Rick, on the set of “Lancer,” turns out to be a desperate but terrific actor. There’s a sensational extended sequence of him playing the villain, forgetting his lines, hating himself in the trailer, then revving himself to go back and give a hell of a performance, and it’s all a testament to what an extraordinary actor DiCaprio is. Pitt is just as inspired. The sequence in which that Manson girl, named Pussycat (Margaret Qualley), gets Cliff to drive her back to the Spahn Movie Ranch, where Cliff used to shoot Westerns, and where he meets the Family (though not Charlie, who is only in the film for about 30 stray seconds), is creepy, suspenseful, and vengefully gratifying. All Cliff wants to do is say hello to his old colleague George Spahn (Bruce Dern). But to do that he’s got to threaten his way past Squeaky Fromme (Dakota Fanning), who sleeps with George to secure the place for the Manson cult. In the late ’60s, a lot of people passed through Spahn Ranch, and this encounter — though, of course, pure fiction — plays with an eerie plausibility.
Rick has an offer on the table, from a shrewd if scuzzy agent (Al Pacino), to shoot a Western in Rome. The prospect fills him with despair; he thinks spaghetti Westerns are the bottom rung of the entertainment totem pole. In a sense, he’s right, but he goes and does it, taking Cliff with him, and he spends six months there, making a few more movies; he comes back with an Italian wife. And it’s just at around the point of his return that “Once Upon a Time…in Hollywood,” which thus far has been an enchanting Quentin ride, begins to move forward with less cocksure bravura, less virtuoso snap. In the movie, Tarantino has already introduced a narrator, who he uses sparingly, but then he starts to use the narrator more often, breaking the show-don’t-tell mystique, and we wonder why. Isn’t he the master of showing?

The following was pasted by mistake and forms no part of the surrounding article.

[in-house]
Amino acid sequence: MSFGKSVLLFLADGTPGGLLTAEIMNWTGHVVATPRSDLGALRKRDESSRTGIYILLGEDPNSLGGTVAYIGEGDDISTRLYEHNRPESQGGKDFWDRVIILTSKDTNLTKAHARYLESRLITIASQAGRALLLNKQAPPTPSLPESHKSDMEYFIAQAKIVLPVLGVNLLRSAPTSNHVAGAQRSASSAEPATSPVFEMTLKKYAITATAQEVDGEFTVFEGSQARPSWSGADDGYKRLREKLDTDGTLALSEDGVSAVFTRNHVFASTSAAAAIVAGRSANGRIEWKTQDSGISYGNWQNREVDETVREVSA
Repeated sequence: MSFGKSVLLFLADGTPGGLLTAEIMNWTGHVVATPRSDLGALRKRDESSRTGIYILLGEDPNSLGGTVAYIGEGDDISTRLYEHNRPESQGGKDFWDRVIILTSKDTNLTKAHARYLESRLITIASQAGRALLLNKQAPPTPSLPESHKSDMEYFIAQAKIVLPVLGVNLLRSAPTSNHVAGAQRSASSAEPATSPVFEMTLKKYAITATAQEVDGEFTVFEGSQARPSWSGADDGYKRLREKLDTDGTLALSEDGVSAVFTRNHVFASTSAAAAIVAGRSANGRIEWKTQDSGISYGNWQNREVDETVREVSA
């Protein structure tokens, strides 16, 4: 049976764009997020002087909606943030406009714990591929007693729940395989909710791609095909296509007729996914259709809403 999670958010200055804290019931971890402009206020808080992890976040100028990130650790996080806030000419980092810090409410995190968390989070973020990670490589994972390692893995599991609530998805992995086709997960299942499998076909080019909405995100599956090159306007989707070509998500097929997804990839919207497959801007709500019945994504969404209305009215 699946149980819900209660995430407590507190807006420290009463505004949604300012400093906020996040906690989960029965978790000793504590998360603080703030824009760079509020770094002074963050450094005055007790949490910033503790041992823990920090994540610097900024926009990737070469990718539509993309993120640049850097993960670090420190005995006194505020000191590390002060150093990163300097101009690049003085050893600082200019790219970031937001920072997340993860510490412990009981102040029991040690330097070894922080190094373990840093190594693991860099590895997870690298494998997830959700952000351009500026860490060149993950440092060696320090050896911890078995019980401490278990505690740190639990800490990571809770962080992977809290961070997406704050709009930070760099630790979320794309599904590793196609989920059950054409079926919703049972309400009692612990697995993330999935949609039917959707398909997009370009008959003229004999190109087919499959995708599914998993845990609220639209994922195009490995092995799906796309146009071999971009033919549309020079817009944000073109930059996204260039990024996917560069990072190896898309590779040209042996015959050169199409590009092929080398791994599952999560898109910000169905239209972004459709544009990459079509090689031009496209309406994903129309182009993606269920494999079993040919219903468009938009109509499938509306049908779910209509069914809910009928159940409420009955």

It’s now August 8, 1969, and the rest of the film is devoted to Quentin Tarantino’s version of how the Manson murders play out, which I will not reveal. I will say that what Tarantino does here rhymes, to a point, with the violent climax of “Inglourious Basterds.” Yet that movie, as much as it toyed with history (which was no more, really, than any of the late-studio-system World War II movies it drew from), was also, in the largest sense, true to history. Hitler got destroyed, and the Americans won. Which is, in fact, what happened. The way Tarantino plays with the Manson murders in “Once Upon a Time…in Hollywood” is at once more extreme and more trivial. And frankly, for this Tarantino believer, that made it less satisfying.
You can say, as many will, that it’s only a movie. But for much of “Once Upon a Time…in Hollywood,” Tarantino brilliantly uses the presence of the Manson girls to suggest something in the Hollywood cosmos that’s diabolical in its bad vibes. And the way the movie resolves all this feels, frankly, too easy. By the end, Tarantino has done something that’s quintessentially Tarantino, but that no longer feels even vaguely revolutionary. He has reduced the story he’s telling to pulp.